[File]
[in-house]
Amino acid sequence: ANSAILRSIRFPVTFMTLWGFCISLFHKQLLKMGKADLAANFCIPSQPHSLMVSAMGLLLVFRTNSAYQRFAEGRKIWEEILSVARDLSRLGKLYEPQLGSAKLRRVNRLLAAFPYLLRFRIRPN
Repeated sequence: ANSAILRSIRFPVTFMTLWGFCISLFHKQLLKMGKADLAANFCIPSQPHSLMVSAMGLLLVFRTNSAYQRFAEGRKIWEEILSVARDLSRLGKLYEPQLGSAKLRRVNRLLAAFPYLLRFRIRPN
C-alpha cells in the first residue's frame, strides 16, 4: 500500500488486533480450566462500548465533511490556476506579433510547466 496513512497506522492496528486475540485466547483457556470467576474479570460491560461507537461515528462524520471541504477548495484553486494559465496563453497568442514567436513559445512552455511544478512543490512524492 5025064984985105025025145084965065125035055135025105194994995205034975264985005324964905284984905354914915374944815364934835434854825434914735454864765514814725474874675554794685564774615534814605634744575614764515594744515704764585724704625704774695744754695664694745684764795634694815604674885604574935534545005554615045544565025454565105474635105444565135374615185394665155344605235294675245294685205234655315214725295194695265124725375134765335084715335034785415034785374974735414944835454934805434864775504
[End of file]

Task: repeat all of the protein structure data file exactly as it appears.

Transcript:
[in-house]
Amino acid sequence: ANSAILRSIRFPVTFMTLWGFCISLFHKQLLKMGKADLAANFCIPSQPHSLMVSAMGLLLVFRTNSAYQRFAEGRKIWEEILSVARDLSRLGKLYEPQLGSAKLRRVNRLLAAFPYLLRFRIRPN
Repeated sequence: ANSAILRSIRFPVTFMTLWGFCISLFHKQLLKMGKADLAANFCIPSQPHSLMVSAMGLLLVFRTNSAYQRFAEGRKIWEEILSVARDLSRLGKLYEPQLGSAKLRRVNRLLAAFPYLLRFRIRPN
C-alpha cells in the first residue's frame, strides 16, 4: 500500500488486533480450566462500548465533511490556476506579433510547466 496513512497506522492496528486475540485466547483457556470467576474479570460491560461507537461515528462524520471541504477548495484553486494559465496563453497568442514567436513559445512552455511544478512543490512524492 5025064984985105025025145084965065125035055135025105194994995205034975264985005324964905284984905354914915374944815364934835434854825434914735454864765514814725474874675554794685564774615534814605634744575614764515594744515704764585724704625704774695744754695664694745684764795634694815604674885604574935534545005554615045544565025454565105474635105444565135374615185394665155344605235294675245294685205234655315214725295194695265124725375134765335084715335034785415034785374974735414944835454934805434864775504